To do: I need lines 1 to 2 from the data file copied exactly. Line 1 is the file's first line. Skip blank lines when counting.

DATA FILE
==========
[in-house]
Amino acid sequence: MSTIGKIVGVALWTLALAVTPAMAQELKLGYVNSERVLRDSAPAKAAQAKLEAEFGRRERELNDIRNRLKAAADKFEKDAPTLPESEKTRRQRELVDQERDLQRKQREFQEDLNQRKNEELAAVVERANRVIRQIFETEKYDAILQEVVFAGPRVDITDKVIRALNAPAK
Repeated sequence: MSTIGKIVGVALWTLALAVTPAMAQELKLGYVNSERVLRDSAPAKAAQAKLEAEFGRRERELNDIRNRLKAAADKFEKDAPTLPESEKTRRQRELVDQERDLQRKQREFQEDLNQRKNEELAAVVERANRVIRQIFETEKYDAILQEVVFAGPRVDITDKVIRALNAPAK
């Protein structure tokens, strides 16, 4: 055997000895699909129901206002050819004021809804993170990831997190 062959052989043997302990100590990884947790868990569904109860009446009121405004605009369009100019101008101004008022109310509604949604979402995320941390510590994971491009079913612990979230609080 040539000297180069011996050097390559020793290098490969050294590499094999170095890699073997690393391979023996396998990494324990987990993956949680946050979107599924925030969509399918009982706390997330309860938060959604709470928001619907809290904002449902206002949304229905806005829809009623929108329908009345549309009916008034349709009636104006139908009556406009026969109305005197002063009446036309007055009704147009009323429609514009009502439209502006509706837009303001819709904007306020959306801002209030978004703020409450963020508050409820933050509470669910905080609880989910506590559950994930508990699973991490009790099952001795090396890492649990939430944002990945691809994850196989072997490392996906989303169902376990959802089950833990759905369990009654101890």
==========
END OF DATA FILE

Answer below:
[in-house]
Amino acid sequence: MSTIGKIVGVALWTLALAVTPAMAQELKLGYVNSERVLRDSAPAKAAQAKLEAEFGRRERELNDIRNRLKAAADKFEKDAPTLPESEKTRRQRELVDQERDLQRKQREFQEDLNQRKNEELAAVVERANRVIRQIFETEKYDAILQEVVFAGPRVDITDKVIRALNAPAK